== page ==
Schools are perhaps the most scrutinised of all institutions. Teachers and staff are always under a magnifying glass held by parents, members of the community, employers, social welfare groups and government departments. Examination of schools and teachers by registration boards and performance management units is constant. Processes by which schools and staff administer education are being constantly updated and applied. Curriculum priorities are forever being altered. ‘Compliance’ and ‘accountability’ seem to be the most important key words within school action and teacher performance plans.
Government demands are poured upon educators. Expectations, many of them constantly changing, cascade upon schools like torrential rain. These pressures can become quite destabilising.
This is especially the case in situations where principals and leadership teams feel that everything demanded of schools by the system (and of the system in turn by Government), has to be instantly grasped and wedged into practice. Knee jerk reactions cause inner disquiet for staff who are often reluctant to change practices without justification, but are pressured to make and justify those changes anyway.
Before change is put into place, school staff, council and community members should have the chance to fully understand new policy and direction. ‘Making haste slowly’ is wise but difficult when government gives little time for response.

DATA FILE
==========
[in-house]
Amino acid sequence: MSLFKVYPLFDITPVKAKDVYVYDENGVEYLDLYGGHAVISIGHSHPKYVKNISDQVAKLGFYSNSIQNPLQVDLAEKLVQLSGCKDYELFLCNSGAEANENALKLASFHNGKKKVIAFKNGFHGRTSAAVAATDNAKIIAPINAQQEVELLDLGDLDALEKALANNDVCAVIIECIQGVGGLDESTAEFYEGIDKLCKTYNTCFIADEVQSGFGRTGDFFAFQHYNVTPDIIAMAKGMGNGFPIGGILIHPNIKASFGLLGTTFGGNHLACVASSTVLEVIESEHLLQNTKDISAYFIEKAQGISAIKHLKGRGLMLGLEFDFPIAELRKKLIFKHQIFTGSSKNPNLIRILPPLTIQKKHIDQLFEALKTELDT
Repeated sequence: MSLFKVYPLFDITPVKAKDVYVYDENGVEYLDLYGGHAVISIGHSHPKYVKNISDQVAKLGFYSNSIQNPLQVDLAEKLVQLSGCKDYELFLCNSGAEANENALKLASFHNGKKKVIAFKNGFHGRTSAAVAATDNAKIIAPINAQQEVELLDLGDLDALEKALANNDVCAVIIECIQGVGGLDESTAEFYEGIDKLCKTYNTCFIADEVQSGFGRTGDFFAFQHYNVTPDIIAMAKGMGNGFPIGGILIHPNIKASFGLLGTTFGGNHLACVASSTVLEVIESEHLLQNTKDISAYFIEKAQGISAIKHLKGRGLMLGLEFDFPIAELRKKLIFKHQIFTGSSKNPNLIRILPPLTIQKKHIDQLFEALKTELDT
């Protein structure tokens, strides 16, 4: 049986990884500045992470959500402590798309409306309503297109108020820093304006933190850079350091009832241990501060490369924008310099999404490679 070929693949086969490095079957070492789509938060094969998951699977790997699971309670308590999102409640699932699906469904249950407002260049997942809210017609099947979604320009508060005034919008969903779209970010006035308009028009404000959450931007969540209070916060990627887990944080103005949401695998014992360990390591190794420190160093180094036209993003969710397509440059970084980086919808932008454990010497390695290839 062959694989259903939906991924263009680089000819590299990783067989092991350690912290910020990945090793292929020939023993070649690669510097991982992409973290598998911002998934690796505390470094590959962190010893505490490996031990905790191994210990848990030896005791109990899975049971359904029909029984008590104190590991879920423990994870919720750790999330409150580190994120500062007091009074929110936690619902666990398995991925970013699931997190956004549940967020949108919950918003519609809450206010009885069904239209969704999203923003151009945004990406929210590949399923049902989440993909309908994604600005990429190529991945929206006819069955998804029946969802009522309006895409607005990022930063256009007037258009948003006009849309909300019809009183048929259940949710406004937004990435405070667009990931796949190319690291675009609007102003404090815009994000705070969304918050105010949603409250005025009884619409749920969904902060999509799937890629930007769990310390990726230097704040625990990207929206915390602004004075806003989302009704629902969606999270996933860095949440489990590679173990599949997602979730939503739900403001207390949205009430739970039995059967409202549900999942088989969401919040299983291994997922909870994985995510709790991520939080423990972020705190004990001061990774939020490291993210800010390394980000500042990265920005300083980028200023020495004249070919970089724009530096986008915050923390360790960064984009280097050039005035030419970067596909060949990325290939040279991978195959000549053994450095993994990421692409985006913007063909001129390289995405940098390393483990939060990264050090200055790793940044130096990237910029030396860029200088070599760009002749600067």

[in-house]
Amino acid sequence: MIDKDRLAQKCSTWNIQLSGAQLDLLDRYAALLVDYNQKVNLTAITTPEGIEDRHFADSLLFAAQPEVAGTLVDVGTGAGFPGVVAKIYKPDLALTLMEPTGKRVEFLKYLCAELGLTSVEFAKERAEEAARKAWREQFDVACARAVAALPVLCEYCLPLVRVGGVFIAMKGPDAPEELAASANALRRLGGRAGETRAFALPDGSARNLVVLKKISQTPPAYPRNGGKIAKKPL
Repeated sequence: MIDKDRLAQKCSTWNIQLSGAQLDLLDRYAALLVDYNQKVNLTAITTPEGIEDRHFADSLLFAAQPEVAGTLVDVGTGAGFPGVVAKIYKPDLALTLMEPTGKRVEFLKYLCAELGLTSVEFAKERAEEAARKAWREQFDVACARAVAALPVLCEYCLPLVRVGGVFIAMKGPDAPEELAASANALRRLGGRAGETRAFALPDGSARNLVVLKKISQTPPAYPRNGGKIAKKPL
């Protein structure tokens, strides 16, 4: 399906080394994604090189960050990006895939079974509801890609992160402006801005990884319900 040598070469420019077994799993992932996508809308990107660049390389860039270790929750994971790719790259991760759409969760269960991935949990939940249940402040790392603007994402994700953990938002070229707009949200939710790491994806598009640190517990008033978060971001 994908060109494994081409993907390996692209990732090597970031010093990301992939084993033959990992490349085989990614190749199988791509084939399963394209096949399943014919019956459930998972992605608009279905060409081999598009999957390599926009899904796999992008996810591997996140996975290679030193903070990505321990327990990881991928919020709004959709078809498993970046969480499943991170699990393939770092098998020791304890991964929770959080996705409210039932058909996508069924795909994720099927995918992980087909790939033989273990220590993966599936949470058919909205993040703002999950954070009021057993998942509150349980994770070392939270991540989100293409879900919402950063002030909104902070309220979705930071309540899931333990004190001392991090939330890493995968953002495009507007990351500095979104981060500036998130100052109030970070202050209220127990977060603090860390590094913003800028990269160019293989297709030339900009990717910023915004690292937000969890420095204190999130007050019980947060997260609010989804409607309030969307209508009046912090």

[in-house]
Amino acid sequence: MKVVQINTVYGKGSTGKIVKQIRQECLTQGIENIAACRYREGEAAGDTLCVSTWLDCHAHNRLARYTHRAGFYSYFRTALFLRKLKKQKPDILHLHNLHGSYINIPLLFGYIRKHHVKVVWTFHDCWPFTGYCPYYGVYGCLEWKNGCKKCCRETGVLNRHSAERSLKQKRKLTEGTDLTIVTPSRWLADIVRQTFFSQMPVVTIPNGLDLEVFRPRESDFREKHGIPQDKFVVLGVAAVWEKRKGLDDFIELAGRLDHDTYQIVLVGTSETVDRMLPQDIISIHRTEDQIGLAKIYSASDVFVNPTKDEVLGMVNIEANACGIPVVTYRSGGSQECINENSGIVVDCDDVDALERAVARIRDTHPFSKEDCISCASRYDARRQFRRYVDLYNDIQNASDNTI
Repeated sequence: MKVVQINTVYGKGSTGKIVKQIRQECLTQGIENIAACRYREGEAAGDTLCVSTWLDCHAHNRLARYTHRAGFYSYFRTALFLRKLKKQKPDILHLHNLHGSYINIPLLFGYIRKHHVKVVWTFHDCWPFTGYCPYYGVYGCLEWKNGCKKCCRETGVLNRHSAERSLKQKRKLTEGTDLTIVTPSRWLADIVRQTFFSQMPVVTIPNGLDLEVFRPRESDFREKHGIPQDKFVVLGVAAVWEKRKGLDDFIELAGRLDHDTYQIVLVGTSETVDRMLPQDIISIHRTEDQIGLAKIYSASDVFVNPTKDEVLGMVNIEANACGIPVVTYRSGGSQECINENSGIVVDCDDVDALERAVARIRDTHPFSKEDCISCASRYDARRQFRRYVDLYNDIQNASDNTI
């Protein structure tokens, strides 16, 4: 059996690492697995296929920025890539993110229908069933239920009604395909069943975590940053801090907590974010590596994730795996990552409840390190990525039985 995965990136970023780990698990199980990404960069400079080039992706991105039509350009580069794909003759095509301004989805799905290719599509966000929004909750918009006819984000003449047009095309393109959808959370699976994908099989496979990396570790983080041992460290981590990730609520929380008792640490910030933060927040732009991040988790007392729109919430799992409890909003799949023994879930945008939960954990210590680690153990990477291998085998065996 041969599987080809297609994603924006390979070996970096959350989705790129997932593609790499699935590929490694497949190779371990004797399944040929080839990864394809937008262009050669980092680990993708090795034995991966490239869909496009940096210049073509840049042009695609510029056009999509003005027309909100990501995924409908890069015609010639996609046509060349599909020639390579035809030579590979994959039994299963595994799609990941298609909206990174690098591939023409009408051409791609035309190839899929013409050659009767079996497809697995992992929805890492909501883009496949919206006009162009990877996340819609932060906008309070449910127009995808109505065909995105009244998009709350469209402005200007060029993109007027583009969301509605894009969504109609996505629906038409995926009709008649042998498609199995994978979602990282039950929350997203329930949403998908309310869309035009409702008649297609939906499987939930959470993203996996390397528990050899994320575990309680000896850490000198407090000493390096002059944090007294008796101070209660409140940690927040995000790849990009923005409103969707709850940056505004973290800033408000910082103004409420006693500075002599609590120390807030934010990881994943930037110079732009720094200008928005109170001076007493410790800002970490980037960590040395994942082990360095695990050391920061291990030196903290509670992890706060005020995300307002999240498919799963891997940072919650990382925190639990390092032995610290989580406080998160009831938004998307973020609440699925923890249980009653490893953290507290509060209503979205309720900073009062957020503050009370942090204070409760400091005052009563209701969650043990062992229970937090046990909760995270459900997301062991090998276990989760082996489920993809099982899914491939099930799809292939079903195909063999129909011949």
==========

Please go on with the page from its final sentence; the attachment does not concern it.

Constant change in educational direction does little to positively enhance the way those working within schools feel about what they are doing. Staff become ‘focussed by worry’. Is what they are doing, good enough? Teachers may maintain brave faces but beneath the surface suffer from self doubt. This in turn leads to discontent and unhappiness.
Positive Atmosphere A Must
It is essential that school principals and leadership teams offer reassurance and build confidence within their teaching and support staff groups. This does not mean lowering standards, but acknowledging and appreciating staff effort. Making that appreciation public can help through sharing the efforts of teachers with the wider community.
Well-being cannot be bought as a material resource. Neither can it be lassoed, harnessed or tied down. The ‘feel’ of a school is an intangible quality that generates from within. It is a product of the professional relationships developed by those within the organisation. School atmosphere, which grows from the tone and harmony within is precious. That feeling can also be lost if positive recognition and appreciation of staff is discounted or not considered important.
It is up to Principals and leadership teams to ensure that positive atmosphere, precious yet fragile, is built and maintained. It is easy to lose the feeling of positivism, so necessary if an organisation is to grow and thrive on the basis of its human spirit.
I recommend the wisdom of building spirit within our schools. It will add to feelings of staff satisfaction and well-being. Stability and happiness within school workplaces, embracing staff, students and community, will be the end result.